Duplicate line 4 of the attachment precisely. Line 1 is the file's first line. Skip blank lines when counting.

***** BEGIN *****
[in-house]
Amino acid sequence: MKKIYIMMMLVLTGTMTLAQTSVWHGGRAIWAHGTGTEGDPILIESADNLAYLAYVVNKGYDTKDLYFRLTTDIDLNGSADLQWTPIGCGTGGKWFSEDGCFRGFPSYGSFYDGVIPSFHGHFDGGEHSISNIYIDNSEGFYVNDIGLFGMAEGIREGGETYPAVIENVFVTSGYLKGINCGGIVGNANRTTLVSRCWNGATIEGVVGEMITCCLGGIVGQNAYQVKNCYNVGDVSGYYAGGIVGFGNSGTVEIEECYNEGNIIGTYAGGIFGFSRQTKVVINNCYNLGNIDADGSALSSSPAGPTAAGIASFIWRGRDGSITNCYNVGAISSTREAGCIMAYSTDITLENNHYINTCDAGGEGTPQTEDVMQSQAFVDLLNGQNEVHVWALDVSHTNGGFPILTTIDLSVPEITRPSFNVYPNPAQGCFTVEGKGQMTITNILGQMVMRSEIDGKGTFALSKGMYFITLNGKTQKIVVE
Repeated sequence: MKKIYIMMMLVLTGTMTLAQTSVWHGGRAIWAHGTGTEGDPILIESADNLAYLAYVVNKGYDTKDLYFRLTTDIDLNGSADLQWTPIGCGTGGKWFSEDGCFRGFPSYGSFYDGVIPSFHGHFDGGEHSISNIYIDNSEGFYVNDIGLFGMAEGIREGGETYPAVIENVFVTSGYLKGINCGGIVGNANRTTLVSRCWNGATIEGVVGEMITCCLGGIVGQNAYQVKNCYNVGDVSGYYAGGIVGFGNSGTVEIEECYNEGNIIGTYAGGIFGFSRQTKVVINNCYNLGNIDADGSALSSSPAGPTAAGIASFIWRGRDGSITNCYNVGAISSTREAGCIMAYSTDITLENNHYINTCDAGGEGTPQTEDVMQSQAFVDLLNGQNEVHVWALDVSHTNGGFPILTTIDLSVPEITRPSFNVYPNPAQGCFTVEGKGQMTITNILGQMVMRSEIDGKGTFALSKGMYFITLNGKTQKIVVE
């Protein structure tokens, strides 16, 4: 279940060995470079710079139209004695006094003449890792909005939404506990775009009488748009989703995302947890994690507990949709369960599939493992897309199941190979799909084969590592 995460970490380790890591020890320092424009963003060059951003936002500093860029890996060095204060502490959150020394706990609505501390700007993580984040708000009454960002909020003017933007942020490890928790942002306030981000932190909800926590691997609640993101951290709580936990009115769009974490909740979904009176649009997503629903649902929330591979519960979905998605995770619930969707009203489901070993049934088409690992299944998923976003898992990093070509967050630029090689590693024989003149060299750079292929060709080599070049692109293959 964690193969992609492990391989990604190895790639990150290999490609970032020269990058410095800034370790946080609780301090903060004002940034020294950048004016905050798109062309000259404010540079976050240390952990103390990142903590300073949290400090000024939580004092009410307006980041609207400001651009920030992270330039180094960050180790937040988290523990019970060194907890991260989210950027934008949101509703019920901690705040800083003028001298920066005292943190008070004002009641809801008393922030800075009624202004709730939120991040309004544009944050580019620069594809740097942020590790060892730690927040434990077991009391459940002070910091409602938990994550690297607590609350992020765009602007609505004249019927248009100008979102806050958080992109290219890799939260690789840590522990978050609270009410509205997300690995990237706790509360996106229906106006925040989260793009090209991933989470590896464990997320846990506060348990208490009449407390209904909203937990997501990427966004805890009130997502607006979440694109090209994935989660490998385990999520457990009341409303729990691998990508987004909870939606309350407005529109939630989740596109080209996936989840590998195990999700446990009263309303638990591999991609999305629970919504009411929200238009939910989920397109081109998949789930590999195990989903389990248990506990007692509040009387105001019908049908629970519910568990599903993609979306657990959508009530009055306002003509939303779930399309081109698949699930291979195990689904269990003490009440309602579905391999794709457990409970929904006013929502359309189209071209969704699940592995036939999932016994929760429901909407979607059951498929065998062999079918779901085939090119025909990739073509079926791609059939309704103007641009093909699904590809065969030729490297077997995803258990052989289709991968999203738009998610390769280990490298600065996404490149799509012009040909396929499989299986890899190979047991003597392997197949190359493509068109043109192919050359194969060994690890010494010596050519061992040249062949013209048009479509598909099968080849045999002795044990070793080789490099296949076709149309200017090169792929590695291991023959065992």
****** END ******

């Protein structure tokens, strides 16, 4: 279940060995470079710079139209004695006094003449890792909005939404506990775009009488748009989703995302947890994690507990949709369960599939493992897309199941190979799909084969590592 995460970490380790890591020890320092424009963003060059951003936002500093860029890996060095204060502490959150020394706990609505501390700007993580984040708000009454960002909020003017933007942020490890928790942002306030981000932190909800926590691997609640993101951290709580936990009115769009974490909740979904009176649009997503629903649902929330591979519960979905998605995770619930969707009203489901070993049934088409690992299944998923976003898992990093070509967050630029090689590693024989003149060299750079292929060709080599070049692109293959 964690193969992609492990391989990604190895790639990150290999490609970032020269990058410095800034370790946080609780301090903060004002940034020294950048004016905050798109062309000259404010540079976050240390952990103390990142903590300073949290400090000024939580004092009410307006980041609207400001651009920030992270330039180094960050180790937040988290523990019970060194907890991260989210950027934008949101509703019920901690705040800083003028001298920066005292943190008070004002009641809801008393922030800075009624202004709730939120991040309004544009944050580019620069594809740097942020590790060892730690927040434990077991009391459940002070910091409602938990994550690297607590609350992020765009602007609505004249019927248009100008979102806050958080992109290219890799939260690789840590522990978050609270009410509205997300690995990237706790509360996106229906106006925040989260793009090209991933989470590896464990997320846990506060348990208490009449407390209904909203937990997501990427966004805890009130997502607006979440694109090209994935989660490998385990999520457990009341409303729990691998990508987004909870939606309350407005529109939630989740596109080209996936989840590998195990999700446990009263309303638990591999991609999305629970919504009411929200238009939910989920397109081109998949789930590999195990989903389990248990506990007692509040009387105001019908049908629970519910568990599903993609979306657990959508009530009055306002003509939303779930399309081109698949699930291979195990689904269990003490009440309602579905391999794709457990409970929904006013929502359309189209071209969704699940592995036939999932016994929760429901909407979607059951498929065998062999079918779901085939090119025909990739073509079926791609059939309704103007641009093909699904590809065969030729490297077997995803258990052989289709991968999203738009998610390769280990490298600065996404490149799509012009040909396929499989299986890899190979047991003597392997197949190359493509068109043109192919050359194969060994690890010494010596050519061992040249062949013209048009479509598909099968080849045999002795044990070793080789490099296949076709149309200017090169792929590695291991023959065992």